CDC to Update Health Care Cleaning Guidelines
Contractors working in health-care environments may want to review the U.S. Centers for Disease Control (CDC) newly released guidelines for environmental infection-control procedures. The draft is expected to replace portions of the previously published Guideline for Handwashing and Hospital Environmental Control and portions of the Guidelines for Prevention of Nosocomial Pneumonia.

The new document revises sections that include cleaning and disinfection of environmental surfaces; environmental sampling; laundry and bedding; and regulated medical waste. It also incorporates air and water environmental issues, and consolidated environmental infection control measures from a variety of other CDC guidelines.

Part of the impetus for this change is the fact that the Healthcare Infection Control Practices Advisory Committee, which advises the CDC regarding infection control, has expanded its focus from acute-care hospitals to any health-care-related facilities.

Grants to Help with Pesticide Reduction
The U.S. Environmental Protection Agency hopes to boost integrated pest management (IPM) in schools and day-care centers through the use of two newly awarded grants to Purdue and Texas A&M University.

The two universities would set up regional technical resource centers for schools adopting this method of pest management, which attempts to submit people and environments to less pesticides. Purdue will support Illinois, Indiana, Michigan, Minnesota, Ohio and Wisconsin; while Texas A&M will support Texas, Oklahoma and New Mexico. The centers will offer hotlines, training, program support and access to a network of existing IPM experts and information.

New Hazard Communication Plans
The U.S. Inter-Agency Committee and International Labor Organization Secretariat is reviewing suggestions regarding new warning label signal words and symbols for hazard statements. The group is preparing to draft a new internationally accepted hazard communication proposal.

One suggestion was to enact “judicious use of symbols and signal words for severe and less severe levels of hazards” such as using the skull and cross bones only on immediately deadly items, while using a new symbol for items that can cause serious harm over time. Other suggestions were to allow for flexibility in hazard statements involving: chronic human health hazards, aquatic hazards, respiratory sensitization, and product identification and ingredient disclosures.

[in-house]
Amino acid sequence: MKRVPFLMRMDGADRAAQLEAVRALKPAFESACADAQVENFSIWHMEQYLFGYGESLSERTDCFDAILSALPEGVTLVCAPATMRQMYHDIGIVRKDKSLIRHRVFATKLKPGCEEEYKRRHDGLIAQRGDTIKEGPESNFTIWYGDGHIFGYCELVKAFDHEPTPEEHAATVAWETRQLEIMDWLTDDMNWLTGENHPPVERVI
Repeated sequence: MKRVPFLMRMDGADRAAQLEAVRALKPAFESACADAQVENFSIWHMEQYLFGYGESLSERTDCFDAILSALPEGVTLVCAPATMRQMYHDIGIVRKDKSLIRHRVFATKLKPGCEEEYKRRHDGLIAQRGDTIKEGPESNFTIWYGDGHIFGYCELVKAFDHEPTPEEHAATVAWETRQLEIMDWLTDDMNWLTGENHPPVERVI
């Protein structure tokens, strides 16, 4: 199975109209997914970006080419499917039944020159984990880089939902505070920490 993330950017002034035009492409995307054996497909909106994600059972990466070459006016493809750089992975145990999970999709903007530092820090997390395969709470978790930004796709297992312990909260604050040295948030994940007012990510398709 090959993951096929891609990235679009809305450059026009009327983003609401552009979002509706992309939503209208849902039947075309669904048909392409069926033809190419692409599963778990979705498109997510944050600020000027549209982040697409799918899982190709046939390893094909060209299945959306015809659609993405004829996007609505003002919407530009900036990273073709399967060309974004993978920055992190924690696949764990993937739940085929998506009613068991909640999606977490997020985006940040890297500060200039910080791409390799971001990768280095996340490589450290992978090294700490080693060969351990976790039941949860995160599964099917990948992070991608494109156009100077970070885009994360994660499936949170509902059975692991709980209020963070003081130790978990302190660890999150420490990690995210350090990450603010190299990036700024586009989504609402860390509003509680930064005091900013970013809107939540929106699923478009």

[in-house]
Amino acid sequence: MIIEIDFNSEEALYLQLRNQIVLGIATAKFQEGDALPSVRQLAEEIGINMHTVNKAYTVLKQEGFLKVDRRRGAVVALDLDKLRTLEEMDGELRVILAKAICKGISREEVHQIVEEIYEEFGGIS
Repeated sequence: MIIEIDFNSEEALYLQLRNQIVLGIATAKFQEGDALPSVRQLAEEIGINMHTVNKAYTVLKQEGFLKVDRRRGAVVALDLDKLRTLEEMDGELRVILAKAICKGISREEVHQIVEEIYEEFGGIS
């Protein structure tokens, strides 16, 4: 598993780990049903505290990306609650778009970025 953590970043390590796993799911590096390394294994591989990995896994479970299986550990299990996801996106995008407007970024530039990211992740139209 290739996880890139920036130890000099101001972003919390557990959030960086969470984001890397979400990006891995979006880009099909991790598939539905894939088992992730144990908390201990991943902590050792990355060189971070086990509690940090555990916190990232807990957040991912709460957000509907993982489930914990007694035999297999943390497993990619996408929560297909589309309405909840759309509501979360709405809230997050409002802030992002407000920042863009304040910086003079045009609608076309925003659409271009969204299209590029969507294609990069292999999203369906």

For a copy of the comments, send an e-mail.

Congress, Bush talk investments

Despite the U.S. stock market’s bumpy ride so far this year, the U.S. Congress and President Bush are trying to make it easier to invest nest eggs.

Bush recently created a bipartisan commission that explicitly required members to come up with a plan to privatize Social Security by this fall. The members “must include individually controlled, voluntary personal retirement accounts, which will augment the Social Security safety net,” according to the executive order.

Private Social Security accounts was one of the cornerstones of the president’s campaign last year.

It’s estimated that it may cost up to $1 trillion during the next decade to privatize Social Security.

Bush’s move came just as the U.S. House of Representatives approved HR 10 which amended U.S. Internal Revenue Code for pension plans. The Senate received the bill, but not voted on it.

Some of the changes approved include an increase in the Individual Retirement Account annual contribution limit from o $3,000 for 2002, increasing by $1,000 for the next two years and then by $500 every year after that. Though people who are age 50 or older can contribute up to $5,000 in 2002. Contribution limits for 401(K) and other employer- sponsored plans also would increase during the next five years from $10,500 to $15,000.

This information is intended as a summary of legal information and should in no way be construed as legal advice. Contact your attorney before proceeding with any legal action.